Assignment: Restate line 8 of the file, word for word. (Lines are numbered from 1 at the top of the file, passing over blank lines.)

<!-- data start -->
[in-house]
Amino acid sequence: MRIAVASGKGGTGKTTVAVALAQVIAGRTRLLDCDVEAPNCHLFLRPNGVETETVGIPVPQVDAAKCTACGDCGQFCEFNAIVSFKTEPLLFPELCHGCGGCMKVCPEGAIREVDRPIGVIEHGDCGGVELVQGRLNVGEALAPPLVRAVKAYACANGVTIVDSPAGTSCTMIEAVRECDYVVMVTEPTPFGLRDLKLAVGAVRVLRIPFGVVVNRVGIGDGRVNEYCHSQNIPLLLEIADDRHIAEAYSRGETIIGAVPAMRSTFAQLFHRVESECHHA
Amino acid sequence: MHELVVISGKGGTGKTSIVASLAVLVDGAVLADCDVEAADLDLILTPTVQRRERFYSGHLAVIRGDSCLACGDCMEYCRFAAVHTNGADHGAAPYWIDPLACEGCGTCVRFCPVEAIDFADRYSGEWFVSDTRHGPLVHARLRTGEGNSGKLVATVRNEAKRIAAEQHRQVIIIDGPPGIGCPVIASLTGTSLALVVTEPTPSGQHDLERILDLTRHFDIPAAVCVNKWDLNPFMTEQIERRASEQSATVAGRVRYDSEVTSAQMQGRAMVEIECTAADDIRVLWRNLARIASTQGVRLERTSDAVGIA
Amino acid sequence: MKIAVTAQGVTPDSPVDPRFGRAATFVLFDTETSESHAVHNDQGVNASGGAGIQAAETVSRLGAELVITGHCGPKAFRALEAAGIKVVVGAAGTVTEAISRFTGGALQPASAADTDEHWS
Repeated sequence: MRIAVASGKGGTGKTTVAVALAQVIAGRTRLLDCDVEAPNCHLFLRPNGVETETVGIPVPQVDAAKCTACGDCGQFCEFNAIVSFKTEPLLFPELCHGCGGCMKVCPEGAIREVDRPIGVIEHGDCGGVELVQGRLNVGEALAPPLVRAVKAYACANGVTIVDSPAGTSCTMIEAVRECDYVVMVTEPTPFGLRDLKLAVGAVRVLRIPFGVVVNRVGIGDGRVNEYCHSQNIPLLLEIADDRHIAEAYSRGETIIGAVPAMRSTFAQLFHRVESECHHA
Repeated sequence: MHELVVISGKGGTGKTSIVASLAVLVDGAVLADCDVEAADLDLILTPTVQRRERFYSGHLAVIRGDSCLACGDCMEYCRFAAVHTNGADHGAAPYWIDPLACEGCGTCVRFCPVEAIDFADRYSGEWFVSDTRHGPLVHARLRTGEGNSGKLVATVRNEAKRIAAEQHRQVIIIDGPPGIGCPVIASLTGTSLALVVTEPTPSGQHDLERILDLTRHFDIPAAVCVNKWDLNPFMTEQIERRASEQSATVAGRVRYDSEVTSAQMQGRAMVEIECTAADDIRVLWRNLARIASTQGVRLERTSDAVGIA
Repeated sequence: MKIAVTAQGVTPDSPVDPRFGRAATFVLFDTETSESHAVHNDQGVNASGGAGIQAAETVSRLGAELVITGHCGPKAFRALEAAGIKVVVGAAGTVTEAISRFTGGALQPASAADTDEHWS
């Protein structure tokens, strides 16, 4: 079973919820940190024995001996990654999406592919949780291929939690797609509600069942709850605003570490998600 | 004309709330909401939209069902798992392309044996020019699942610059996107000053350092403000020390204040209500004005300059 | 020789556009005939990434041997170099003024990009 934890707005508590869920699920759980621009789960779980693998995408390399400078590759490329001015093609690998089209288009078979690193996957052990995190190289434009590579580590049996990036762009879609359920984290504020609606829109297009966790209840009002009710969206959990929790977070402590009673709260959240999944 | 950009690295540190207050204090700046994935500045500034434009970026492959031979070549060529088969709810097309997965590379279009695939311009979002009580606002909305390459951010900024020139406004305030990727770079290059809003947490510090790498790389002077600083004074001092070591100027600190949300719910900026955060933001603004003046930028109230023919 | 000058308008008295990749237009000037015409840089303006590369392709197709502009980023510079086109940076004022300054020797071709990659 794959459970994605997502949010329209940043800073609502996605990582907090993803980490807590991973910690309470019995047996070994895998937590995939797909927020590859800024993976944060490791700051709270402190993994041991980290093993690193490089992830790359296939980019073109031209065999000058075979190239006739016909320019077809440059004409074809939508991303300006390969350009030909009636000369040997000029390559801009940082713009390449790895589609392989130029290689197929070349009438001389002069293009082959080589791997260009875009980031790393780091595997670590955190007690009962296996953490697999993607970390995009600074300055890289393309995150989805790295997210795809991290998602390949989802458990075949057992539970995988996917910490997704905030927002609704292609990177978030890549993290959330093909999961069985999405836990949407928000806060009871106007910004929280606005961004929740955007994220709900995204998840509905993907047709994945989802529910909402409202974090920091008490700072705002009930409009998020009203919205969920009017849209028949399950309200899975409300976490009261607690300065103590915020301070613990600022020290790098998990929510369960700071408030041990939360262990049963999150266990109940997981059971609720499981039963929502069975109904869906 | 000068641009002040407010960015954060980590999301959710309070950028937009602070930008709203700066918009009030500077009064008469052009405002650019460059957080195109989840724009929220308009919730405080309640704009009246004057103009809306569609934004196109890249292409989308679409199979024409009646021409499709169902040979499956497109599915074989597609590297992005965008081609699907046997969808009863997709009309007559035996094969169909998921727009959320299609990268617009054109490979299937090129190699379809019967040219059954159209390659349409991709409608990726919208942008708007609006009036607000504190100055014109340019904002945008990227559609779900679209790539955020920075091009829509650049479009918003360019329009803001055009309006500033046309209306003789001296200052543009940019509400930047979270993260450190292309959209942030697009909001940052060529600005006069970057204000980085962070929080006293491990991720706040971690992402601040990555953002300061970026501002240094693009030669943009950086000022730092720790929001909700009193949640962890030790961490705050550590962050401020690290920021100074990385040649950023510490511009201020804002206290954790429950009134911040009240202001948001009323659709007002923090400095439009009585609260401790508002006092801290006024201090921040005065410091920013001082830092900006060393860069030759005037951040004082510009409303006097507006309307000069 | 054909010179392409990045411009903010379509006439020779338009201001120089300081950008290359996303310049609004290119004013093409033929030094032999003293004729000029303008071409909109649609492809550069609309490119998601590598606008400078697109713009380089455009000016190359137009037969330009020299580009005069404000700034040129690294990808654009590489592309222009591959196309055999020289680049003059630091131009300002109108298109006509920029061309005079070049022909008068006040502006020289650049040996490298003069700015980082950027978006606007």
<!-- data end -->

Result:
């Protein structure tokens, strides 16, 4: 079973919820940190024995001996990654999406592919949780291929939690797609509600069942709850605003570490998600 | 004309709330909401939209069902798992392309044996020019699942610059996107000053350092403000020390204040209500004005300059 | 020789556009005939990434041997170099003024990009 934890707005508590869920699920759980621009789960779980693998995408390399400078590759490329001015093609690998089209288009078979690193996957052990995190190289434009590579580590049996990036762009879609359920984290504020609606829109297009966790209840009002009710969206959990929790977070402590009673709260959240999944 | 950009690295540190207050204090700046994935500045500034434009970026492959031979070549060529088969709810097309997965590379279009695939311009979002009580606002909305390459951010900024020139406004305030990727770079290059809003947490510090790498790389002077600083004074001092070591100027600190949300719910900026955060933001603004003046930028109230023919 | 000058308008008295990749237009000037015409840089303006590369392709197709502009980023510079086109940076004022300054020797071709990659 794959459970994605997502949010329209940043800073609502996605990582907090993803980490807590991973910690309470019995047996070994895998937590995939797909927020590859800024993976944060490791700051709270402190993994041991980290093993690193490089992830790359296939980019073109031209065999000058075979190239006739016909320019077809440059004409074809939508991303300006390969350009030909009636000369040997000029390559801009940082713009390449790895589609392989130029290689197929070349009438001389002069293009082959080589791997260009875009980031790393780091595997670590955190007690009962296996953490697999993607970390995009600074300055890289393309995150989805790295997210795809991290998602390949989802458990075949057992539970995988996917910490997704905030927002609704292609990177978030890549993290959330093909999961069985999405836990949407928000806060009871106007910004929280606005961004929740955007994220709900995204998840509905993907047709994945989802529910909402409202974090920091008490700072705002009930409009998020009203919205969920009017849209028949399950309200899975409300976490009261607690300065103590915020301070613990600022020290790098998990929510369960700071408030041990939360262990049963999150266990109940997981059971609720499981039963929502069975109904869906 | 000068641009002040407010960015954060980590999301959710309070950028937009602070930008709203700066918009009030500077009064008469052009405002650019460059957080195109989840724009929220308009919730405080309640704009009246004057103009809306569609934004196109890249292409989308679409199979024409009646021409499709169902040979499956497109599915074989597609590297992005965008081609699907046997969808009863997709009309007559035996094969169909998921727009959320299609990268617009054109490979299937090129190699379809019967040219059954159209390659349409991709409608990726919208942008708007609006009036607000504190100055014109340019904002945008990227559609779900679209790539955020920075091009829509650049479009918003360019329009803001055009309006500033046309209306003789001296200052543009940019509400930047979270993260450190292309959209942030697009909001940052060529600005006069970057204000980085962070929080006293491990991720706040971690992402601040990555953002300061970026501002240094693009030669943009950086000022730092720790929001909700009193949640962890030790961490705050550590962050401020690290920021100074990385040649950023510490511009201020804002206290954790429950009134911040009240202001948001009323659709007002923090400095439009009585609260401790508002006092801290006024201090921040005065410091920013001082830092900006060393860069030759005037951040004082510009409303006097507006309307000069 | 054909010179392409990045411009903010379509006439020779338009201001120089300081950008290359996303310049609004290119004013093409033929030094032999003293004729000029303008071409909109649609492809550069609309490119998601590598606008400078697109713009380089455009000016190359137009037969330009020299580009005069404000700034040129690294990808654009590489592309222009591959196309055999020289680049003059630091131009300002109108298109006509920029061309005079070049022909008068006040502006020289650049040996490298003069700015980082950027978006606007």